Iowa Public Television

 

Market to Market April 15, 2011 (#3633)


Environmental watchdogs sound the alarm over soil erosion in a key agricultural state. House Republicans and the Obama Administration unveil plans to reign-in government spending. And the U.S. trade deficit narrows, as growing trade overseas supports global economic recovery. Market analysis with Don Roose. (27:46)

Tags: agriculture Barack Obama budgets commodity prices crops deficit economy Energy/Environment erosion government markets oil trade

In the News

  • Water Woes in Southern Nebraska Loom Again
    (Apr 15, 2011) OMAHA, Neb. (AP) -- A U.S. Supreme Court decision that breathed new life into a decades-long water-rights dispute on the Great Plains has renewed concerns among southern Nebraska farmers about what could happen to their livelihoods.
  • Farm Subsidies Face $30B Hit Under GOP Budget Plan
    (Apr 15, 2011) MINNEAPOLIS (AP) -- The Republican head of the House Budget Committee has proposed cutting agriculture subsidies by $30 billion over the next 10 years as part of a broad effort to slash federal spending, but it remains to be seen whether his ideas...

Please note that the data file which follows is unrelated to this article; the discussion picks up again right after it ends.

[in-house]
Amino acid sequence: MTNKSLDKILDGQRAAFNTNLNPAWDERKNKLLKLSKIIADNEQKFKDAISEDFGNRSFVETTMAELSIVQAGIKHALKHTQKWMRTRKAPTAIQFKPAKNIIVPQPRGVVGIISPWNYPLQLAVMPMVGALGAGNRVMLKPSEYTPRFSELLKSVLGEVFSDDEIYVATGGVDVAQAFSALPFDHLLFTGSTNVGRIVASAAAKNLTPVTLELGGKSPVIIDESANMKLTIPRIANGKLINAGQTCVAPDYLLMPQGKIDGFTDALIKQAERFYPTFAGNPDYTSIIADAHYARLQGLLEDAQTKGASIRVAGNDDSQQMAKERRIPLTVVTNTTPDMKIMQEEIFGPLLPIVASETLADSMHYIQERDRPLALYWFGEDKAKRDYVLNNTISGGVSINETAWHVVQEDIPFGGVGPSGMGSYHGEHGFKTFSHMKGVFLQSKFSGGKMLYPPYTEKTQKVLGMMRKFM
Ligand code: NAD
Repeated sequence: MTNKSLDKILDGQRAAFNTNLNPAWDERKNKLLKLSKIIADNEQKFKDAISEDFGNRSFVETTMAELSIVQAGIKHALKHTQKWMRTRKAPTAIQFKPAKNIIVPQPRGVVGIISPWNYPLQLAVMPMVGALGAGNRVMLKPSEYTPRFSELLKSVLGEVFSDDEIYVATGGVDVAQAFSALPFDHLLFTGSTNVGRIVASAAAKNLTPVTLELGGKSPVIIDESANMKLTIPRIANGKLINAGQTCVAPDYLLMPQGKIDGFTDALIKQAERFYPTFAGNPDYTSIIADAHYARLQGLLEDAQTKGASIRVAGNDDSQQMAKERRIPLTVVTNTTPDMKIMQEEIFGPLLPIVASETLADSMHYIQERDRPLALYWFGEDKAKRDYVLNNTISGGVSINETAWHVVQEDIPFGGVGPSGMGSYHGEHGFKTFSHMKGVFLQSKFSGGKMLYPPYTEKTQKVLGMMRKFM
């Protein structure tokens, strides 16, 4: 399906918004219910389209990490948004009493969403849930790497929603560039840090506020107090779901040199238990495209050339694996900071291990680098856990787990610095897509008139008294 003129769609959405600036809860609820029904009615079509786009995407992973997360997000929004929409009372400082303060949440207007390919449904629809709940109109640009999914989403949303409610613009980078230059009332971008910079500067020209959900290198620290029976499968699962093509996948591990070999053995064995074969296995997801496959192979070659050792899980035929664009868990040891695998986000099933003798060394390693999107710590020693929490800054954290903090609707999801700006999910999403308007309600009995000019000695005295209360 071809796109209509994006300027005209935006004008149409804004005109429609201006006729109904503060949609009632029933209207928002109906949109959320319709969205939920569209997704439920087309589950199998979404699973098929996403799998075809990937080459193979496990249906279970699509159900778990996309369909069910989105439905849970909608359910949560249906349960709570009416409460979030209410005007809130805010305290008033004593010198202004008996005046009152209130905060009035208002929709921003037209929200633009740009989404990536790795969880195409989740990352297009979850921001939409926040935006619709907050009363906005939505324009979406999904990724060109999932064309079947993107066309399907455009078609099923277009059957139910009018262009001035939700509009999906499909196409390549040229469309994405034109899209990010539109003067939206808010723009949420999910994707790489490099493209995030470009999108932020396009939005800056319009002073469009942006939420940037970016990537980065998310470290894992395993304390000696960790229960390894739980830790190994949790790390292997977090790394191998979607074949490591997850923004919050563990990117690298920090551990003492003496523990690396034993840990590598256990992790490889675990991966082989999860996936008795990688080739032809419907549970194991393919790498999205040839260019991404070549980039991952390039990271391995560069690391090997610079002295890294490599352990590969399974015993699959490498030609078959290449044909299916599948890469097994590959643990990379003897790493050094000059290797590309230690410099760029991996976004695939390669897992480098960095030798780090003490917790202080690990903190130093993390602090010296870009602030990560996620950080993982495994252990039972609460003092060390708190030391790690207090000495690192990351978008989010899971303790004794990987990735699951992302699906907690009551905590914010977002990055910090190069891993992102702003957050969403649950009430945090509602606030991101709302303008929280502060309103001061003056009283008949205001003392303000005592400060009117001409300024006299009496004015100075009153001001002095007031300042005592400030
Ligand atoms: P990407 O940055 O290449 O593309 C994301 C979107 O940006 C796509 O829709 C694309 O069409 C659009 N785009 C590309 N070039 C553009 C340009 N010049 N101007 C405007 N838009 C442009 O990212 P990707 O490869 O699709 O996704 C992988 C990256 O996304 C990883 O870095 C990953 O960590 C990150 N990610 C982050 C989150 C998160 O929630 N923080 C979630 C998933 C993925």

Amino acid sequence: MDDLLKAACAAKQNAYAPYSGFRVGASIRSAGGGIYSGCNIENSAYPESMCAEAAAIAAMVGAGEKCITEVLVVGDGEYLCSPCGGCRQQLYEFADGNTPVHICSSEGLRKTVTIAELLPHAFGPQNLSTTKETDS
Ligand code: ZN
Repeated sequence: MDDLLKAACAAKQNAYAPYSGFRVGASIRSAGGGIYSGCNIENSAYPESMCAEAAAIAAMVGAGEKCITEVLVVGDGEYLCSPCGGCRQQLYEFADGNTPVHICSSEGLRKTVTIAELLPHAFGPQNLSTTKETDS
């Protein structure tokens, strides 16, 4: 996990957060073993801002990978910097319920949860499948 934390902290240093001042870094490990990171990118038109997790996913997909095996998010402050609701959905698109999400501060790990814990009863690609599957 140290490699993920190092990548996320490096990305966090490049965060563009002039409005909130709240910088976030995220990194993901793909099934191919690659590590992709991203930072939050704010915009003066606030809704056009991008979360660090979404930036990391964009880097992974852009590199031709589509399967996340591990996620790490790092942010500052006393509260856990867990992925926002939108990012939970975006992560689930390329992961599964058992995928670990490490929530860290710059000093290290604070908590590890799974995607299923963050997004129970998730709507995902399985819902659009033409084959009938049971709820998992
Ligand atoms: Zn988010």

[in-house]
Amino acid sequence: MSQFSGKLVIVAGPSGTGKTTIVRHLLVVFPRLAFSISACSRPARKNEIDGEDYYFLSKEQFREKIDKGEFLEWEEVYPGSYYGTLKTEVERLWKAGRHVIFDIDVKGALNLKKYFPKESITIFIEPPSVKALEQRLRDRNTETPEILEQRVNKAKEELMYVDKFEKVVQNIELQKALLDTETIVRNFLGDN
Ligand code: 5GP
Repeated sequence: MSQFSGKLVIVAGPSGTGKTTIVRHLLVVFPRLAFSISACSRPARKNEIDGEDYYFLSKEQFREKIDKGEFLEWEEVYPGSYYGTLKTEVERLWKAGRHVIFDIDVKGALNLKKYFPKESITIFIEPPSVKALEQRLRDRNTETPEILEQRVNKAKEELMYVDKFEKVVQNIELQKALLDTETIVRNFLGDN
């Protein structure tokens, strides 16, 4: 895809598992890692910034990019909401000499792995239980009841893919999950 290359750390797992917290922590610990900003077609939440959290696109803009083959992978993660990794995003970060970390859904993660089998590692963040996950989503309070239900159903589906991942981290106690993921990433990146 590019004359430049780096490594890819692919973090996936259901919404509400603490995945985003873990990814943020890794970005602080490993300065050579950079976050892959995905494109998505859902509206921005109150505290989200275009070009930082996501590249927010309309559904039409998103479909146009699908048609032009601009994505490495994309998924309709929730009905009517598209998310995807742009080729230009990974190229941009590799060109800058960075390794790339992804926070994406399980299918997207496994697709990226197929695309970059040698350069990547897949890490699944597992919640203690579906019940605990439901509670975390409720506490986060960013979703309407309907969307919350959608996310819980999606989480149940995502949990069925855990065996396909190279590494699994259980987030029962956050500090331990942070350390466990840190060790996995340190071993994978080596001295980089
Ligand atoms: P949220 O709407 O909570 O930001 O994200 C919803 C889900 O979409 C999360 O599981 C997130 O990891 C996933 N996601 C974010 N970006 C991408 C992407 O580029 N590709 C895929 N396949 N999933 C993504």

• Georgia Governor Says He Will Sign Immigration Bill
    (Apr 15, 2011) ATLANTA (AP) -- Gov Nathan Deal says he'll sign a tough immigration measure passed by the Georgia Legislature that includes elements similar to a contentious law enacted in Arizona last year.
  • Nebraska Quarantines 3 Flocks of Birds
    (Apr 15, 2011) LINCOLN, Neb — State Agriculture officials plan to slaughter three quarantined flocks of birds in southeast Nebraska to prevent the spread of avian flu.
  • World Stumbles Towards Climate Summit
    (Apr 15, 2011) BANGKOK (AP) -- Nineteen years after the world started to take climate change seriously, delegates from around the globe spent five days talking about what they will talk about at a year-end conference in South Africa.
  • Bat Disease May Increase Farm Pesticide Use
    (Apr 15, 2011) CHAMPAIGN, Ill (AP) -- A group of researchers says the threat posed to bats by a fatal disease isn't just a threat to the animals but to American agriculture, one they believe farmers and consumers alike scarcely appreciate.